Rotating equipment represents a significant percentage of maintenance work in industrial factories and plants. Machinery, like pumps and motors, include high speed rotating shafts and conveyor systems contain elements like stainless steel roller bearings and wheels. The profitability of operations is directly connected to the efficiency and availability of this equipment. Smooth workflows rely on the proper maintenance of these mechanisms.
Good maintenance practices begin simply by developing an inventory of rotating equipment. Next, recommended maintenance must be identified and associated with each piece of equipment. Finally, scheduling and performing inspections and routine maintenance procedures are the steps required to sustain efficient operations.
Inventory of Rotating Equipment
Plants and factories include dozens, if not hundreds of different pieces of equipment. Tracking each item requires a painstaking conscientious ongoing effort. The effort expended to compile a thorough inventory will form the basis for a successful equipment maintenance program.
Owner’s and operator’s manuals are good sources of information for the inventory. Sorting these documents alphabetically, by equipment location or according to the plant process they support are different organizational strategies. The critical factor is consistency in the system of documentation to simplify access. Compiling and reviewing these documents will yield the initial inventory of rotating mechanisms.
After extracting inventory data from the documentation, a facility walk-through inspection is another valuable resource. While in theory owner’s and operator’s manuals should be comprehensive, a visual examination may uncover oversights. Often, between large industrial systems and equipment, there are smaller ancillary pieces of equipment, lacking documentation, that can be overlooked. Linkages and couplings are good examples that may contain rotating elements.
Associating Recommended Maintenance With Equipment
The initial review of documentation will identify the manufacturer’s recommended practices as well as information like Mean Time Between Failure (MTBF) rates. Extracting critical recommendations distills the pertinent maintenance-related information into clear step-by-step instructions. Including the intervals at which to perform each procedure, tools needed and estimated time required results in stand-alone maintenance manuals. Particularly for rotating machinery, this step identifies spare parts to be kept in stock. Bearings, for example, are sacrificial elements designed and constructed for a specific lifetime of service. Finally, associating the newly created manuals with specific machinery can be accomplished with a coding system of some kind.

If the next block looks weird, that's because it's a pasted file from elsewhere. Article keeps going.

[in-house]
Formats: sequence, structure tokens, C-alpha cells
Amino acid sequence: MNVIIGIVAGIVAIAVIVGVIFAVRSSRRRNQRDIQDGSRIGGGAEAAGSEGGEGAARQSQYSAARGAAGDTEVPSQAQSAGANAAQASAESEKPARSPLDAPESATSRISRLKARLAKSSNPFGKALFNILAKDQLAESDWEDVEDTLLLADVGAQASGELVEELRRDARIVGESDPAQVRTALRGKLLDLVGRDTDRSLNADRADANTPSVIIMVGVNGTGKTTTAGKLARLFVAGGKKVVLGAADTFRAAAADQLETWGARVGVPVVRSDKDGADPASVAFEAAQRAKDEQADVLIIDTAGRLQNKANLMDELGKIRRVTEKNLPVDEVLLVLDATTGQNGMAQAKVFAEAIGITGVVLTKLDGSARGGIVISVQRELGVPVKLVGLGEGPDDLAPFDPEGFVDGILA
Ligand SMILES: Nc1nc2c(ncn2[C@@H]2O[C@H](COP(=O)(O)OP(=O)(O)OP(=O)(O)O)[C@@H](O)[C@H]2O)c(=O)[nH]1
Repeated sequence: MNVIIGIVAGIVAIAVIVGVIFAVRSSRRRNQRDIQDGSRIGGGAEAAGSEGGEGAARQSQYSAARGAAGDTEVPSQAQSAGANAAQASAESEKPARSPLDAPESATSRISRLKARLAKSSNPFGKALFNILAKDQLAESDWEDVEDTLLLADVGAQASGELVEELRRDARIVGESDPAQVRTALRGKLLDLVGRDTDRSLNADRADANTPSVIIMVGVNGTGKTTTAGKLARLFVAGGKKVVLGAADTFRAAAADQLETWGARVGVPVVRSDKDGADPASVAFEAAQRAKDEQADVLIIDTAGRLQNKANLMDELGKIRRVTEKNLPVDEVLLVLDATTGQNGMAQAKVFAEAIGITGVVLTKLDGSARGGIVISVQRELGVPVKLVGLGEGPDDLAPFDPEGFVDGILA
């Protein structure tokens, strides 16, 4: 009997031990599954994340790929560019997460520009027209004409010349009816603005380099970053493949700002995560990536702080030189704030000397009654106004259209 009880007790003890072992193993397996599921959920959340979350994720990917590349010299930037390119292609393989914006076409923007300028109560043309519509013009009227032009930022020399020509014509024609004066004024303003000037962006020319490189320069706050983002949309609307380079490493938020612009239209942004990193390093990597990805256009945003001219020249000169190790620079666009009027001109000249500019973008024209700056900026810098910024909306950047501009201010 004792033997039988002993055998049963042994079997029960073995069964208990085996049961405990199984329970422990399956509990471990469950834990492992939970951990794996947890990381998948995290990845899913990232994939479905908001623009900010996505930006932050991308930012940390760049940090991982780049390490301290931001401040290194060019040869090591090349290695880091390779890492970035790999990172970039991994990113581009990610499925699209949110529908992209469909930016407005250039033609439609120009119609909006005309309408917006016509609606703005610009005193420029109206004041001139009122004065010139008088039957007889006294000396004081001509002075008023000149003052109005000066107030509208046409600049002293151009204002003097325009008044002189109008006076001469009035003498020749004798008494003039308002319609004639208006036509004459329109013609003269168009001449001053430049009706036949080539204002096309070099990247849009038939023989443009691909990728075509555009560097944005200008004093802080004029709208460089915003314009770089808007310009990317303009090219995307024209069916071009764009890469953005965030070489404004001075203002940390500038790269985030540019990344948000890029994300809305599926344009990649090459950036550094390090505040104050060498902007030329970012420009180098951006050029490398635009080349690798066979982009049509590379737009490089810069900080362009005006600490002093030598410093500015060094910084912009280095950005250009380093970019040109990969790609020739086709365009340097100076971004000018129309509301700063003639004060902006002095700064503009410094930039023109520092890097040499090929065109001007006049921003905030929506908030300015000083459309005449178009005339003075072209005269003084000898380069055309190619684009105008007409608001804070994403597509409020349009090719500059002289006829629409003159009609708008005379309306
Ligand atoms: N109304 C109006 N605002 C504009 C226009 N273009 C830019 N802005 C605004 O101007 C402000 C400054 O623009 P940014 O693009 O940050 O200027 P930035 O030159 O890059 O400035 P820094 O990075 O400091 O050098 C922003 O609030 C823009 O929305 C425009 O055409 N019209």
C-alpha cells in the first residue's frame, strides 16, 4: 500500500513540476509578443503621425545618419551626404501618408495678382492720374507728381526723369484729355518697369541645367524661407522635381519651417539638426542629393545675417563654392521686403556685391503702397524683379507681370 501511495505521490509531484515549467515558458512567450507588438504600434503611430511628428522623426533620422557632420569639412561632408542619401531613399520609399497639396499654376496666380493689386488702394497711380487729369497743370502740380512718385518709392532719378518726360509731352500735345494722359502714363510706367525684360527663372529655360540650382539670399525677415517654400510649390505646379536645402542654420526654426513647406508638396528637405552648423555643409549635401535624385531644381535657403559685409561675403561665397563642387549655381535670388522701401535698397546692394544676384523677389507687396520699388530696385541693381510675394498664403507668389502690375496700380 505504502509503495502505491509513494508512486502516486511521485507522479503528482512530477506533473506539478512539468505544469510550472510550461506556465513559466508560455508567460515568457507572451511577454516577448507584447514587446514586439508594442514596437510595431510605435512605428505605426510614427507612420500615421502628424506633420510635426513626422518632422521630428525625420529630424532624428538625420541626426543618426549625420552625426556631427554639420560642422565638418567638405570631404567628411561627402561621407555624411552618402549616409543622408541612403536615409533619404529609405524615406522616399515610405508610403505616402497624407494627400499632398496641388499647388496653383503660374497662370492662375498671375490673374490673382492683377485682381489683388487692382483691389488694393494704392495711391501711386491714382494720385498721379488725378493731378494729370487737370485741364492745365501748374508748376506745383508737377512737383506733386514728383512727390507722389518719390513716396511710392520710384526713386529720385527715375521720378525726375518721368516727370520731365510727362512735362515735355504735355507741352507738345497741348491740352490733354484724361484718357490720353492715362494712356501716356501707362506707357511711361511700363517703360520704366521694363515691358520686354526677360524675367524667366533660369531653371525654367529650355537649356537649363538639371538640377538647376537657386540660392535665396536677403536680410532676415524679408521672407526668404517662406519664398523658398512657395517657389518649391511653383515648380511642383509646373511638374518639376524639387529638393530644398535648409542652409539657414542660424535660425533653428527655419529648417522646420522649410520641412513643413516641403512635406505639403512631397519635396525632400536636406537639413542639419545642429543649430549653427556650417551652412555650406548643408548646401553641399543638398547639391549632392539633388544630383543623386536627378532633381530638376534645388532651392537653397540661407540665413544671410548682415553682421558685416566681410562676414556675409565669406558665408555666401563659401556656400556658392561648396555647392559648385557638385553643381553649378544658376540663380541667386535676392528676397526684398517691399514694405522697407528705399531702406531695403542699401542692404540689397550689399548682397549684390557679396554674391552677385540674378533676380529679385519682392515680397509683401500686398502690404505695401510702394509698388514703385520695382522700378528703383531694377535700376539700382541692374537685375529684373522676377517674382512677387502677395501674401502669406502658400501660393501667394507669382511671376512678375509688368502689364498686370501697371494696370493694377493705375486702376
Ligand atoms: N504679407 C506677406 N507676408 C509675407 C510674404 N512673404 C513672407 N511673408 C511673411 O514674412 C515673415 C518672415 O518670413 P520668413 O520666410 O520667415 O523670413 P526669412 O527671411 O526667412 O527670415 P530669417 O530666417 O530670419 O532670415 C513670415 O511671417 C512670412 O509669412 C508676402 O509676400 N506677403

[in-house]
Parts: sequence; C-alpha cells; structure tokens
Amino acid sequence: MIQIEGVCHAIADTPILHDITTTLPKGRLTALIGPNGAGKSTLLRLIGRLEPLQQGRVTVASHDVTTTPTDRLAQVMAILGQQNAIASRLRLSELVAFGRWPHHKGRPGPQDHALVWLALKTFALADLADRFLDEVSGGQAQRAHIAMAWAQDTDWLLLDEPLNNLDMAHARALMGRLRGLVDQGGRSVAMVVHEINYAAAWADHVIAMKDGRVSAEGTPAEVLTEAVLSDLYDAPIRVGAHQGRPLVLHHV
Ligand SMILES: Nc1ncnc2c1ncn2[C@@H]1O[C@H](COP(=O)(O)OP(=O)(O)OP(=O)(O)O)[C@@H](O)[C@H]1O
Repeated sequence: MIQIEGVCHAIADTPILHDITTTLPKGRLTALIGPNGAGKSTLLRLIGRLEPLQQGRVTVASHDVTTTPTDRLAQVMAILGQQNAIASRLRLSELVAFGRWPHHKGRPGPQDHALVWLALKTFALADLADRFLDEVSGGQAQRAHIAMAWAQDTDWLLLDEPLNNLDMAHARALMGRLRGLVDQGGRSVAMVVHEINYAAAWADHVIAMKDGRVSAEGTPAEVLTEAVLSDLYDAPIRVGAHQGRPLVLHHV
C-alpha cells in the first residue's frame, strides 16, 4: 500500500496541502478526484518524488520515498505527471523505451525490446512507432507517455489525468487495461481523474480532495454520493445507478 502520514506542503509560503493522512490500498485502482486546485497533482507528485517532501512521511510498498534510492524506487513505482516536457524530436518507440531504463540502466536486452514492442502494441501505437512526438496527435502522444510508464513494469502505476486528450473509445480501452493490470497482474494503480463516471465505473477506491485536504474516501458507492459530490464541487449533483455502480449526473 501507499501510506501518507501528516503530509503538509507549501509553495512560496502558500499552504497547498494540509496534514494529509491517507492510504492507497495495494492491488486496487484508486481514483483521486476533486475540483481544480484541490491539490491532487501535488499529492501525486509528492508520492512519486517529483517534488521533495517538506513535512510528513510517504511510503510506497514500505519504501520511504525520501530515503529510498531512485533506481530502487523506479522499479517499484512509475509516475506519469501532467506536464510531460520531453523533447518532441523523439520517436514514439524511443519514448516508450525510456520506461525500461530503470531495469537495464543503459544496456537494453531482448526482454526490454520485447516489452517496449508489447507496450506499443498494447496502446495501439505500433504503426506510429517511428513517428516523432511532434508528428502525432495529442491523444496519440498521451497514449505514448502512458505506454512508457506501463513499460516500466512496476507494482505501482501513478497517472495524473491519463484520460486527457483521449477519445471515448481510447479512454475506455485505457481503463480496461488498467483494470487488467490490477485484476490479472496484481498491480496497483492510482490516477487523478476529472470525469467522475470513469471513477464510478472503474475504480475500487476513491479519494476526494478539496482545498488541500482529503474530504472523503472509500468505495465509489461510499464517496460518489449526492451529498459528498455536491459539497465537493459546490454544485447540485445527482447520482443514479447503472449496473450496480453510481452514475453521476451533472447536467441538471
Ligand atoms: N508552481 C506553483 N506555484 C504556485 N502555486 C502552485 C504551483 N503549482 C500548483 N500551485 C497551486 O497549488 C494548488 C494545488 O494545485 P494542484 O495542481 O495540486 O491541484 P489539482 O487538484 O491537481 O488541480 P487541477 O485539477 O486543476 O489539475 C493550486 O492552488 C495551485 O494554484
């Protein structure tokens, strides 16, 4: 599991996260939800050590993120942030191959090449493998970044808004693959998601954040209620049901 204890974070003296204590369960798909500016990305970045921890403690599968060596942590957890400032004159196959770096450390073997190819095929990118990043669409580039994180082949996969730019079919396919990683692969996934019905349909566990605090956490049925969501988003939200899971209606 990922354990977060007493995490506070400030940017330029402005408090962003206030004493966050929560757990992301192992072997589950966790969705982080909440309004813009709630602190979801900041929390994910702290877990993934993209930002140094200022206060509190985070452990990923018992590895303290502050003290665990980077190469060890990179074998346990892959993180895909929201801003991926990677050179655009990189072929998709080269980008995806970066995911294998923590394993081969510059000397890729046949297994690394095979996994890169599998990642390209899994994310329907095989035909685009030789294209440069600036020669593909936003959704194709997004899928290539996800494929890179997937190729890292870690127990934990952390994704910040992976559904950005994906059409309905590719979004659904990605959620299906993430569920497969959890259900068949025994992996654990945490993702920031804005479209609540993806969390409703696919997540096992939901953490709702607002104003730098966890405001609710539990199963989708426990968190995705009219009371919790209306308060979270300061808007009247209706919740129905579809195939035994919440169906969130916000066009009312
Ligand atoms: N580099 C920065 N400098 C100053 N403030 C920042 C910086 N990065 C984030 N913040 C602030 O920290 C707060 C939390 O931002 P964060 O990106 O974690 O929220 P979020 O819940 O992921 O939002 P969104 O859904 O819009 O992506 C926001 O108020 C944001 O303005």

Scheduling Inspections and Maintenance Procedures
Establishing regularly scheduled inspections and the intervals between routine maintenance will minimize disruptions in operations. Inspections identify problems early and avoid unscheduled outages due to unanticipated equipment failure. Field experiences and observations during inspections and routine maintenance are important sources of information to be included in manuals over time. Compiled information about periodic maintenance help with budgeting for man-hours, tools and parts.
Long-term success in industrial operations relies heavily on the appropriate maintenance of rotating equipment. Careful attention to these practices is reflected in efficient operations and product quality. Thorough planning and execution of maintenance programs keep the wheels of industry turning.